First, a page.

The Syrian civil war has now forced 2million refugees to flee the country, it was revealed today.
The UN High Commissioner for Refugees described the conflict as ‘the great tragedy of this century’ as he laid bare the scale of the suffering it has caused, with more than 1million children forced out of their homeland.
In addition to those who have left Syria during the two-and-a-half-year war, 4.25million people have been displaced within the country.
In total, around a third of the population have been forced to leave their homes, meaning the conflict has prompted the world’s biggest refugee crisis.
President Bashar Assad has warned that a Western military strike in response to last month’s chemical weapons attacks could provoke a regional war.
UN special envoy Angelina Jolie said the world is ‘tragically disunited’ on how to end the bloody conflict, which has so far cost more than 100,000 lives, but must do more to help its victims.
The world risks being dangerously complacent about the Syrian humanitarian disaster,’ the Hollywood actress said. ‘The tide of human suffering unleashed by the conflict has catastrophic implications.
‘If the situation continues to deteriorate at this rate, the number of refugees will only grow, and some neighbouring countries could be brought to the point of collapse.
‘The world is tragically disunited on how to end the Syria conflict. But there should be no disagreement over the need to alleviate human suffering, and no doubt of the world’s responsibility to do more.’
High Commissioner Antonio Guterres said: ‘Syria has become the great tragedy of this century – a disgraceful humanitarian calamity with suffering and displacement unparalleled in recent history.
‘The only solace is the humanity shown by the neighbouring countries in welcoming and saving the lives of so many refugees.’
More than 97 per cent of Syria’s refugees are hosted by countries in the immediate surrounding region which urgently need massive international support to help them deal with the crisis, the agency said.
With an average of almost 5,000 Syrians fleeing into neighbouring countries every day, the need to increase significantly humanitarian aid and development support to host communities has reached a critical stage, it added.
By the end of August, 2million Syrians had applied to register as refugees – including 716,000 in Lebanon, 515,000 in Jordan, 460,000 in Turkey, 168,000 in Iraq and 110,000 in Egypt.
More than half – 52 per cent – of the refugees are children aged 17 or under.
William Hague wrote on Twitter: ‘1 year ago: 230,000 Syrian refugees. Today: 2,000,000. 1/2 children. If we don’t end the conflict, think what the figure could be next year.’
The conflict has prompted the worst humanitarian crisis since Afghanistan’s civil war, which created 6.6million refugees in the early 1990s.
As Barack Obama began efforts to secure Congressional approval to strikes against the Assad regime, Republican senator John McCain said failure would be ‘catastrophic’.
Mr Obama announced at the weekend that he would put the decision to a vote – days after David Cameron was forced to rule out British participation after losing a Commons vote.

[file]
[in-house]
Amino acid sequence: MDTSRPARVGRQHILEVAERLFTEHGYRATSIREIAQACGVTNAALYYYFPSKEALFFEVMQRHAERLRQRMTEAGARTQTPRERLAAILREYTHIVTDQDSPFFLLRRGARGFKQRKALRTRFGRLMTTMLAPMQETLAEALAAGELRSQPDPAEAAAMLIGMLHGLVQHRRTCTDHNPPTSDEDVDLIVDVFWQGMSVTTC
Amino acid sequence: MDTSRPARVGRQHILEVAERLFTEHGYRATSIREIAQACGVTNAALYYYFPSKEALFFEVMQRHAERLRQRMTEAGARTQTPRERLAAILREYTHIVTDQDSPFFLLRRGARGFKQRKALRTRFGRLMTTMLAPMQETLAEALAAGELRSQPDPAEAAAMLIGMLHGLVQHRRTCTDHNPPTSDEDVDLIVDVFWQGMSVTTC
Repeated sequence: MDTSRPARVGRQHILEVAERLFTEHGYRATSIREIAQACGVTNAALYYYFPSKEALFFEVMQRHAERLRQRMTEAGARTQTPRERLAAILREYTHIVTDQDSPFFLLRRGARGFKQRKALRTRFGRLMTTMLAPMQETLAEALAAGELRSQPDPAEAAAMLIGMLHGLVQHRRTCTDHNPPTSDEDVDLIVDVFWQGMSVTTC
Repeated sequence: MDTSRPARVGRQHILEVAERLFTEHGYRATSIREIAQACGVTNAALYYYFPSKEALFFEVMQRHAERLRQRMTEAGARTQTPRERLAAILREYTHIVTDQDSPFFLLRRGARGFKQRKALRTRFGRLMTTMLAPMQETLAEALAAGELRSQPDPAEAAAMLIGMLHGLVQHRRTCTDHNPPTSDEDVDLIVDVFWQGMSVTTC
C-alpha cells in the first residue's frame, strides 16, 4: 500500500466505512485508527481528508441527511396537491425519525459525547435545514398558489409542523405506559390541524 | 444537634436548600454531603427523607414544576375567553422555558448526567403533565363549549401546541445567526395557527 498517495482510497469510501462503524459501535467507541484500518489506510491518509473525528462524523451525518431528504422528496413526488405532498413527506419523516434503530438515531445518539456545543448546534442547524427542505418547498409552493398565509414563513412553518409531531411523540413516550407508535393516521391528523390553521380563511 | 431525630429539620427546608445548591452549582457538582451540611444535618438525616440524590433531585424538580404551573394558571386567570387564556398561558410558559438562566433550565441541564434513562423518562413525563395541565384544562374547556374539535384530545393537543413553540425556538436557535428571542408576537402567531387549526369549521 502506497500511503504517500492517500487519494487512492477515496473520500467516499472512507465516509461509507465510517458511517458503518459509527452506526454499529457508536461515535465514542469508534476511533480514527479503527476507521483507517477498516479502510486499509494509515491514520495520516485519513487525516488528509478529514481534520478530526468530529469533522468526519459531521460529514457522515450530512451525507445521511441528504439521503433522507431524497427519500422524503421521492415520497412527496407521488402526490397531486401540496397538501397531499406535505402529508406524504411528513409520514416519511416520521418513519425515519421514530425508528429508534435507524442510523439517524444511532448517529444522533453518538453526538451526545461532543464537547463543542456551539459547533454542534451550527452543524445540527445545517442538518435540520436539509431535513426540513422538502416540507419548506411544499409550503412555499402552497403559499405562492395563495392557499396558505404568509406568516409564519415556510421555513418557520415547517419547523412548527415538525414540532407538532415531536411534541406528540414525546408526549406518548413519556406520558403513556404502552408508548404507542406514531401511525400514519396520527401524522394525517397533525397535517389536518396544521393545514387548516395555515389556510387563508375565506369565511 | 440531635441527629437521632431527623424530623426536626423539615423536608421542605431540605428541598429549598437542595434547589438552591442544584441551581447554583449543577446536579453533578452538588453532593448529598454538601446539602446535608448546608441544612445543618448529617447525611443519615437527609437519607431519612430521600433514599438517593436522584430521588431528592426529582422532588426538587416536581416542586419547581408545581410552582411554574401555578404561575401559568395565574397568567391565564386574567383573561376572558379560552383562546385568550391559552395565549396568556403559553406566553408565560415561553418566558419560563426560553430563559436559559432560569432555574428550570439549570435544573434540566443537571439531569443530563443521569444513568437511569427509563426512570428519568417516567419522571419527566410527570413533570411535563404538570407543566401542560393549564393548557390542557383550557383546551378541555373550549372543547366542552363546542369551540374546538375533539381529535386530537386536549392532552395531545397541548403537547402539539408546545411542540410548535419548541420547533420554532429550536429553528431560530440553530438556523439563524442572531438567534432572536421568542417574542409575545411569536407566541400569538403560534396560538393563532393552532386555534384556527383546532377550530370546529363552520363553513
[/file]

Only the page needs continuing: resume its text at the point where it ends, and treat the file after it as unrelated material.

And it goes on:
Downing Street insisted the PM had ‘absolutely no plans’ to force a new vote despite some pressure from senior Conservatives to leave the option open should strong new evidence emerge
There is mounting pressure in France for its involvement in any strikes to be put to a parliamentary vote, and Mr Assad used an interview with a French newspaper to issue his warning.
‘The Middle East is a powder-keg, and today the spark is getting closer,’ he told Le Figaro. ‘One must not talk only about the Syrian response, but also about what could happen after the first strike.’
International Development Secretary Justine Greening said there needs to be a ‘broader global response’ to the humanitarian crisis in Syria.
‘We have reached this terrible two million landmark of refugees as the UN has said now outside of Syria, four to five million internally displaced inside Syria,’ she told ITV’s Daybreak today.
‘It’s a huge catastrophe and the UK has played a leading role in the humanitarian support we’re providing, but we really need to see the rest of international community step up to the plate and join those countries like the UK who are playing a key role.’
Oxfam’s Syria response campaign manager Claire Seaward said: ‘We are appalled that this landmark has been reached today.
‘Enough is enough. A generation of Syrians is paying too high a price in this conflict. They have been seriously let down by the international community, which has failed to prioritise a political solution to the conflict. That must change.
‘World leaders – especially President Obama and President Putin – must ensure the long-promised peace talks take place as soon as possible.’
David Bull, executive director of Unicef UK, warned that the humanitarian response to the situation in Syria is ‘dangerously underfunded’.
He said: ‘More than half of the staggering number of refugees who have been forced to flee Syria are children and all have lived through experiences that no child should.
‘They have lost everything they have ever known and are now struggling to cope in desperate conditions, many with insufficient access to safe water, school or healthcare. In Iraq alone, around 50,000 new Syrian refugees have surged into the country in the past two and a half weeks.
‘Despite the current attention on the political situation in Syria, the humanitarian response to this crisis remains dangerously underfunded.’
Posted by Salmon Abiodun